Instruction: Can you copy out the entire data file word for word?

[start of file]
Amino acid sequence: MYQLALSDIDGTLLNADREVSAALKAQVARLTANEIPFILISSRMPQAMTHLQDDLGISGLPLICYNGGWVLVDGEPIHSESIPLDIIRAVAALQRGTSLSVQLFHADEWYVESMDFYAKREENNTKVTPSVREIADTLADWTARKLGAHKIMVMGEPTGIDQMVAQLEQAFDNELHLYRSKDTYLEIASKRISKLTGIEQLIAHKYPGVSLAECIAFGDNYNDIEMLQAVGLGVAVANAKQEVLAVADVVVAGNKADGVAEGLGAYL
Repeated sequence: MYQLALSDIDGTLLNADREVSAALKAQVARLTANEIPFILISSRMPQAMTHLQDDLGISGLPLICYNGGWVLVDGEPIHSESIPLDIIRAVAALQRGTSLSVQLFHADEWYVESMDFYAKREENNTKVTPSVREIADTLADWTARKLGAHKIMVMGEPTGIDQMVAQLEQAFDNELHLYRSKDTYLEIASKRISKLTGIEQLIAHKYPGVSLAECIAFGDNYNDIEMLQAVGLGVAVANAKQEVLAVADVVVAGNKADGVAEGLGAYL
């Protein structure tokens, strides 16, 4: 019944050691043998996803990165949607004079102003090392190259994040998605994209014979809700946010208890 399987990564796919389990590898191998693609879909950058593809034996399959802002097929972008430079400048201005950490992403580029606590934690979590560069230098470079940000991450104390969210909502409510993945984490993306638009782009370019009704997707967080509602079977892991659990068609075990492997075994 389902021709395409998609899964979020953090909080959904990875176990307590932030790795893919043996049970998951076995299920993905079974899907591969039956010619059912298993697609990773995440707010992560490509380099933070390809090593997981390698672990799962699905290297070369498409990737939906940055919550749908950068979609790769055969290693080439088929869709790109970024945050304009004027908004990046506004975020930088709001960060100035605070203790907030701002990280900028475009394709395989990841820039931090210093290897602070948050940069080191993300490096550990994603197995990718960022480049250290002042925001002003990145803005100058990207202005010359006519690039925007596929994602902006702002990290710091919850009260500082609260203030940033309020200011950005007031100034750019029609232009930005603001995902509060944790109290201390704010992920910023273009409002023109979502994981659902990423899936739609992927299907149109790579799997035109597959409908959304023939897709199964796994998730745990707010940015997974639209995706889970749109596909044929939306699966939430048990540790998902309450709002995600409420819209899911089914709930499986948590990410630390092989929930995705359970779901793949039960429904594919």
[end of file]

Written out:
Amino acid sequence: MYQLALSDIDGTLLNADREVSAALKAQVARLTANEIPFILISSRMPQAMTHLQDDLGISGLPLICYNGGWVLVDGEPIHSESIPLDIIRAVAALQRGTSLSVQLFHADEWYVESMDFYAKREENNTKVTPSVREIADTLADWTARKLGAHKIMVMGEPTGIDQMVAQLEQAFDNELHLYRSKDTYLEIASKRISKLTGIEQLIAHKYPGVSLAECIAFGDNYNDIEMLQAVGLGVAVANAKQEVLAVADVVVAGNKADGVAEGLGAYL
Repeated sequence: MYQLALSDIDGTLLNADREVSAALKAQVARLTANEIPFILISSRMPQAMTHLQDDLGISGLPLICYNGGWVLVDGEPIHSESIPLDIIRAVAALQRGTSLSVQLFHADEWYVESMDFYAKREENNTKVTPSVREIADTLADWTARKLGAHKIMVMGEPTGIDQMVAQLEQAFDNELHLYRSKDTYLEIASKRISKLTGIEQLIAHKYPGVSLAECIAFGDNYNDIEMLQAVGLGVAVANAKQEVLAVADVVVAGNKADGVAEGLGAYL
């Protein structure tokens, strides 16, 4: 019944050691043998996803990165949607004079102003090392190259994040998605994209014979809700946010208890 399987990564796919389990590898191998693609879909950058593809034996399959802002097929972008430079400048201005950490992403580029606590934690979590560069230098470079940000991450104390969210909502409510993945984490993306638009782009370019009704997707967080509602079977892991659990068609075990492997075994 389902021709395409998609899964979020953090909080959904990875176990307590932030790795893919043996049970998951076995299920993905079974899907591969039956010619059912298993697609990773995440707010992560490509380099933070390809090593997981390698672990799962699905290297070369498409990737939906940055919550749908950068979609790769055969290693080439088929869709790109970024945050304009004027908004990046506004975020930088709001960060100035605070203790907030701002990280900028475009394709395989990841820039931090210093290897602070948050940069080191993300490096550990994603197995990718960022480049250290002042925001002003990145803005100058990207202005010359006519690039925007596929994602902006702002990290710091919850009260500082609260203030940033309020200011950005007031100034750019029609232009930005603001995902509060944790109290201390704010992920910023273009409002023109979502994981659902990423899936739609992927299907149109790579799997035109597959409908959304023939897709199964796994998730745990707010940015997974639209995706889970749109596909044929939306699966939430048990540790998902309450709002995600409420819209899911089914709930499986948590990410630390092989929930995705359970779901793949039960429904594919």